A very blustery 48 miles this morning, with some friendly folk from Colchester Rovers. I’m starting to get that happy knackered feeling in my legs again, after two weeks off the bike.
Here’s the briefing on my condition I wrote for family and friends about a week after diagnosis. It’s mostly still true, except that the second and third opinions I got confirmed the tumour is inoperable.
So, at least I won’t be having brain surgery!
So, what is it?
It’s called a grade 2 (low grade) insular glioma, on the left hand side.It is cancer, they just don’t call it that when it is in the brain. It’s currently about 6cm x 4cm x 3cm. Low grade glioma is the type of tumour, insular is the location – basically, the folds of space deep inside the brain. Glioma’s are rated 1 – 4, where 1 only really occurs in children and is relatively benign, and 4 is malignant and aggressive. Progression from 1 to 4 is inevitable, the question is: at what pace?
Is there a cure?
While brain surgery can remove gliomas, and radiotherapy can reduce their size, they can never be got rid of completely, they always come back, and they always progress to stage 4.
So, what’s going to happen?
My understanding (though I’m not a neurosurgeon or an oncologist) is that there are essentially four stages to go through. The first and (hopefully) current stage is where the tumour is relatively dormant, with a slow growth rate. The second stage is when it turns malignant or aggressive, growing rapidly. We then attempt to do surgery and/or radiotherapy to stop it in its tracks. Stage three is when it (hopefully) goes back to dormant or slow growing again following surgery/radiotherapy. Stage four is when it again turns malignant and will inevitably end my life. The big problem is, there’s no predicting how long each stage might be. It could be months, it could be years, for each stage.
So, what about treatment?
The best course of action for gliomas is surgery followed by radiotherapy, in terms of extending life. However, the jury is completely out about whether surgery is best as soon as the tumour is discovered, or later when it turns malignant. My own consultant has a wait and see approach, others would be more interventionist. To add to the confusion, the particular location of my tumour makes surgery very tricky and pretty risky. Surgery is not an option to be entered into lightly, and it might not even be possible. Radiotherapy is a definite treatment with or without surgery, but it’s pretty unpleasant and the brain can only take one bash of it (six weeks of daily radioactive zapping). So, it is my ‘trump card’ to be used when most appropriate. My surgeon currently suggests waiting, and there seems to be no evidence that early vs later radiotherapy is more effective in the long run. Clearly I don’t want to use radiotherapy now, if I can use it to back up any surgery later on.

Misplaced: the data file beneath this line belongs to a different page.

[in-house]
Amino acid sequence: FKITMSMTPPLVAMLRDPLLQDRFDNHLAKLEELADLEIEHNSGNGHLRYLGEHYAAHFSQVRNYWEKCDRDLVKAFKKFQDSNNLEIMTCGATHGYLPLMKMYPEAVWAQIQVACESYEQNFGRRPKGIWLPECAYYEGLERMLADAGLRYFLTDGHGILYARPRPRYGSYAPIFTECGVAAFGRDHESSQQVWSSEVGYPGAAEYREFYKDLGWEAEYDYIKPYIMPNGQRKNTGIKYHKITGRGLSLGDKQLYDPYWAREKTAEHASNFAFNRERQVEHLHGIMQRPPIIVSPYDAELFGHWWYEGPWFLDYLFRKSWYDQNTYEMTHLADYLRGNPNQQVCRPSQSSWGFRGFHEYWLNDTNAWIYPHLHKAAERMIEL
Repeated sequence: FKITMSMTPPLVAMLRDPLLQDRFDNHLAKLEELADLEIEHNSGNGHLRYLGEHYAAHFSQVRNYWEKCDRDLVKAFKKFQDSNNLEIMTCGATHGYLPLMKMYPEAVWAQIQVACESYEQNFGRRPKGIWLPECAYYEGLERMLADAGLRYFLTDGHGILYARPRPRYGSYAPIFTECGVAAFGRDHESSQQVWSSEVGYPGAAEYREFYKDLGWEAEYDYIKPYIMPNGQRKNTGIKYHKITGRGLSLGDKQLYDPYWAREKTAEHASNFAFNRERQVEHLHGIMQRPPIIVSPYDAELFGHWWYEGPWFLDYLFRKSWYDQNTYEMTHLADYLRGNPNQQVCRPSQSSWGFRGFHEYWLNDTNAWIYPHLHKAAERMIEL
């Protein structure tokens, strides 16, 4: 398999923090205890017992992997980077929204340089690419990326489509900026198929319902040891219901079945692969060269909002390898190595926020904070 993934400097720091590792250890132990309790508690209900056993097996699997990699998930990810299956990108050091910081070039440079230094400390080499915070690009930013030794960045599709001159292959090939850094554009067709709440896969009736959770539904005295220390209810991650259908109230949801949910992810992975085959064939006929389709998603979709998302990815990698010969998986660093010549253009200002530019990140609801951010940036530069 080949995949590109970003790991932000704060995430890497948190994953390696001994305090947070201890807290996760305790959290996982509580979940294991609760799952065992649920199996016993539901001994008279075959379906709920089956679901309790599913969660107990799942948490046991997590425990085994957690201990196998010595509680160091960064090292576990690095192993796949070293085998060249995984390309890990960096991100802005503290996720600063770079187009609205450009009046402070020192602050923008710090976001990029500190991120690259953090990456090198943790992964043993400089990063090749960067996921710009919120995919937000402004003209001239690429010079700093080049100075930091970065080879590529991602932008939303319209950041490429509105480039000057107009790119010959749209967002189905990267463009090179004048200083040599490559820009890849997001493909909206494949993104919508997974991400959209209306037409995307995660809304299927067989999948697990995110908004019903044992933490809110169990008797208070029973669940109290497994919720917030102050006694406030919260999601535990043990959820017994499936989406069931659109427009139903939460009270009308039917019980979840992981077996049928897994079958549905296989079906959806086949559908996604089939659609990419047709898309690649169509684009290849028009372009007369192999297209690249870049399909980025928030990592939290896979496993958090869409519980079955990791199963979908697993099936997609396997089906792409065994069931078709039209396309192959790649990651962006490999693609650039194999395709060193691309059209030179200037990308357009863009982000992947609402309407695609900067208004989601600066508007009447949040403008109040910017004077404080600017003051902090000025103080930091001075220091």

What’s the prognosis?
It would be great to get some accurate statistics, but it just doesn’t work that way. Consultants just say things like ‘every individual case is different’. My reading of the literature is that at minimum half of patients with my tumour are still alive 5 years after diagnosis (it depends on the exact kind of glioma I have, which they won’t know unless they open up my head). If I reach 10 years, I’ll be doing pretty well but it is possible. But once the tumour progresses to grade four, another full year would be lucky.
What about a second opinion?
Absolutely. I’ll be getting my medical records sent for second and third opinions about the wait-and-see approach, about the possibility and risks of surgery, and the most optimum time to do radiotherapy. I’m on a mission to gather as much information as possible, so our decisions are as informed as possible. It has been made very clear to us that while professionals will make recommendations, decisions on treatment are ours to make.
How will you know when it turns bad?
Either it’ll show up as growing and aggressive on an MRI scan, or my symptoms will get radically worse, indicating the change which can then be checked by an MRI scan.
What are those symptoms?